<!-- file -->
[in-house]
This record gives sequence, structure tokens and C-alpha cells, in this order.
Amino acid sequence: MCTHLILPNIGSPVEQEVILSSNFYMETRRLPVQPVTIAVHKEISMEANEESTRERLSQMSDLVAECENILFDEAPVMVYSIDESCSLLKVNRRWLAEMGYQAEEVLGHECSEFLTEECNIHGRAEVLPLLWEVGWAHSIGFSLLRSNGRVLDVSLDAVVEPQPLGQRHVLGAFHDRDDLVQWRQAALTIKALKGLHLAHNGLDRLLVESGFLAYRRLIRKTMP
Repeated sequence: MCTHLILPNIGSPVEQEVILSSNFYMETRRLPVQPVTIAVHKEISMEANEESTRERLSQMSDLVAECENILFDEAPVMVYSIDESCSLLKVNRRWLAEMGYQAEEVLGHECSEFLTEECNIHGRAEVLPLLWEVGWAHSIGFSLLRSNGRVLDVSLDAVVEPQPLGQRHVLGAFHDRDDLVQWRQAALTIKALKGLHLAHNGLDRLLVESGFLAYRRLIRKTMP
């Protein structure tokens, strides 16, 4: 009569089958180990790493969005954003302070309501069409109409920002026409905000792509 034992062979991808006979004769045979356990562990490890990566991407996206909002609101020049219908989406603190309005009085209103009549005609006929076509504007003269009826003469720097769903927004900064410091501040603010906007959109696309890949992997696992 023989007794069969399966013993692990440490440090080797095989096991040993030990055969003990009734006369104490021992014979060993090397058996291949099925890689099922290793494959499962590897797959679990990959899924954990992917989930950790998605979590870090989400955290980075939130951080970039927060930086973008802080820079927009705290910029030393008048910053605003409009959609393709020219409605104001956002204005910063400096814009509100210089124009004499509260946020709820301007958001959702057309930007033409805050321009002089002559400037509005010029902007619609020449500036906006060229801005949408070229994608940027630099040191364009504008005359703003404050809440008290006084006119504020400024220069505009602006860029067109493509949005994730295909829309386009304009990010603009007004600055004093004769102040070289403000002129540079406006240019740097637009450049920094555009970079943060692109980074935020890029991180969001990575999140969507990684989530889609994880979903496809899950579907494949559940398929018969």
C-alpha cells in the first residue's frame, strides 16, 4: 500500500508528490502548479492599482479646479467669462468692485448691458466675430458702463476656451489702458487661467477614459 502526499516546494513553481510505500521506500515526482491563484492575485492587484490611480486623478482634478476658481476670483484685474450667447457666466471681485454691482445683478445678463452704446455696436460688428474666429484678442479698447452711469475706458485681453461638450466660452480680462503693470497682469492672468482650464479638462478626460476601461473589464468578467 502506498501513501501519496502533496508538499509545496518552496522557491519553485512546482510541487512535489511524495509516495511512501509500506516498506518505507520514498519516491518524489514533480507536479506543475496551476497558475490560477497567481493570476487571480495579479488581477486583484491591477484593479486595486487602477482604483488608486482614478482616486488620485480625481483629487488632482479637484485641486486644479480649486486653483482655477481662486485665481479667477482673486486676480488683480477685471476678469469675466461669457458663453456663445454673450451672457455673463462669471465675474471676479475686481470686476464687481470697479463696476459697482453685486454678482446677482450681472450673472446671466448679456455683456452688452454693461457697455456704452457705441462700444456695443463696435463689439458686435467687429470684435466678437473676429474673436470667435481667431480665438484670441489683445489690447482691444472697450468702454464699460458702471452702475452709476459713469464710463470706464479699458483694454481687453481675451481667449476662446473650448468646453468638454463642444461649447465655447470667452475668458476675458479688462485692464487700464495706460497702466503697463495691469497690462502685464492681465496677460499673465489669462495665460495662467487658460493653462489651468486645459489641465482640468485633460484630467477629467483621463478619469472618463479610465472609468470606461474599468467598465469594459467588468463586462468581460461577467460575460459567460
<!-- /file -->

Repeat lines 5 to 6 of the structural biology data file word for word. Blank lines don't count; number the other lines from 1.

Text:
């Protein structure tokens, strides 16, 4: 009569089958180990790493969005954003302070309501069409109409920002026409905000792509 034992062979991808006979004769045979356990562990490890990566991407996206909002609101020049219908989406603190309005009085209103009549005609006929076509504007003269009826003469720097769903927004900064410091501040603010906007959109696309890949992997696992 023989007794069969399966013993692990440490440090080797095989096991040993030990055969003990009734006369104490021992014979060993090397058996291949099925890689099922290793494959499962590897797959679990990959899924954990992917989930950790998605979590870090989400955290980075939130951080970039927060930086973008802080820079927009705290910029030393008048910053605003409009959609393709020219409605104001956002204005910063400096814009509100210089124009004499509260946020709820301007958001959702057309930007033409805050321009002089002559400037509005010029902007619609020449500036906006060229801005949408070229994608940027630099040191364009504008005359703003404050809440008290006084006119504020400024220069505009602006860029067109493509949005994730295909829309386009304009990010603009007004600055004093004769102040070289403000002129540079406006240019740097637009450049920094555009970079943060692109980074935020890029991180969001990575999140969507990684989530889609994880979903496809899950579907494949559940398929018969």
C-alpha cells in the first residue's frame, strides 16, 4: 500500500508528490502548479492599482479646479467669462468692485448691458466675430458702463476656451489702458487661467477614459 502526499516546494513553481510505500521506500515526482491563484492575485492587484490611480486623478482634478476658481476670483484685474450667447457666466471681485454691482445683478445678463452704446455696436460688428474666429484678442479698447452711469475706458485681453461638450466660452480680462503693470497682469492672468482650464479638462478626460476601461473589464468578467 502506498501513501501519496502533496508538499509545496518552496522557491519553485512546482510541487512535489511524495509516495511512501509500506516498506518505507520514498519516491518524489514533480507536479506543475496551476497558475490560477497567481493570476487571480495579479488581477486583484491591477484593479486595486487602477482604483488608486482614478482616486488620485480625481483629487488632482479637484485641486486644479480649486486653483482655477481662486485665481479667477482673486486676480488683480477685471476678469469675466461669457458663453456663445454673450451672457455673463462669471465675474471676479475686481470686476464687481470697479463696476459697482453685486454678482446677482450681472450673472446671466448679456455683456452688452454693461457697455456704452457705441462700444456695443463696435463689439458686435467687429470684435466678437473676429474673436470667435481667431480665438484670441489683445489690447482691444472697450468702454464699460458702471452702475452709476459713469464710463470706464479699458483694454481687453481675451481667449476662446473650448468646453468638454463642444461649447465655447470667452475668458476675458479688462485692464487700464495706460497702466503697463495691469497690462502685464492681465496677460499673465489669462495665460495662467487658460493653462489651468486645459489641465482640468485633460484630467477629467483621463478619469472618463479610465472609468470606461474599468467598465469594459467588468463586462468581460461577467460575460459567460